Archives for category: Prayer

Today, I pose a few hypothetical questions.  What if when we get to heaven we realize just how literal God was when he said, in Genesis, that He had given man dominion over the Earth?  What if when we get to heaven we realize just how many of our life outcomes were under the control of our prayers and our tongues?  What if we realize that our lives and the lives of others could have been dramatically changed by a simple declaration of our faith?  Would we do things differently now?  Would we declare more things in the name of Jesus?  We do know that nothing happens outside of God’s will, but what if much of our lack (e.g. spiritual, physical, emotional and financial) is due to a failure to ask—a failure to make a bold declaration?  What if many of our prayers confused begging for asking with belief (i.e. faith)?  I don’t recall the woman at the well begging Jesus to heal her.  She simply touched Him, and she knew that she was healed.  In fact, Jesus told her that her faith had made her well.   How about we hedge our bets here on Earth and start declaring things that be not as though they were.  What do we have to lose?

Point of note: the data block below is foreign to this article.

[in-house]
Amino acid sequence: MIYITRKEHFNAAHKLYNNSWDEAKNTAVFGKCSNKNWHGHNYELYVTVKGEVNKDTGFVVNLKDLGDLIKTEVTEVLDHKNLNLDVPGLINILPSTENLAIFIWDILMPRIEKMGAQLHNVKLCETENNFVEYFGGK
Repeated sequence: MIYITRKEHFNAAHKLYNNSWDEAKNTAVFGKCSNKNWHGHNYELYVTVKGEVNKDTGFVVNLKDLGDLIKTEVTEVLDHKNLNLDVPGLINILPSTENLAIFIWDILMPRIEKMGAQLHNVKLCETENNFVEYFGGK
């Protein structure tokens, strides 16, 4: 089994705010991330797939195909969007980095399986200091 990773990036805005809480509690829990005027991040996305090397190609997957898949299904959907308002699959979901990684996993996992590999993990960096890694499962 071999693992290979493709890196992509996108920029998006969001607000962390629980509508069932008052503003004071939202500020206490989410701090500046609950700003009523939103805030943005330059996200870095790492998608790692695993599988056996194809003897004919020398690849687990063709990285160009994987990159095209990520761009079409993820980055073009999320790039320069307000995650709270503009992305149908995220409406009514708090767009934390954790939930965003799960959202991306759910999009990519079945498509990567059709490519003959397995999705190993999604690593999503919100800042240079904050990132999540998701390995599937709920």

Then David asked the Lord, “Should I chase after this band of raiders? Will I catch them?”

And the Lord told him, “Yes, go after them. You will surely recover everything that was taken from you,” (1Samuel 30:8, NLT).

 

Have you every felt like you’ve done everything right, but you still can’t catch a break?  You’ve lived and played by the rules only to conclude that maybe nice guys do finish last.  Well, you are not alone.  In 1 Samuel 29, David wanted to fight alongside King Achish, but the Philistine commanders rejected David and his army.  The Philistine commanders feared that David and his army would eventually betray them.  Ultimately, King Achish gave in to the Philistine commanders’ demands to part ways with David.  King Achish admitted that even though David had been loyal, and had done nothing wrong, he would yield to the request of the Philistine commanders.  As such, King Achish ordered David to leave their territory.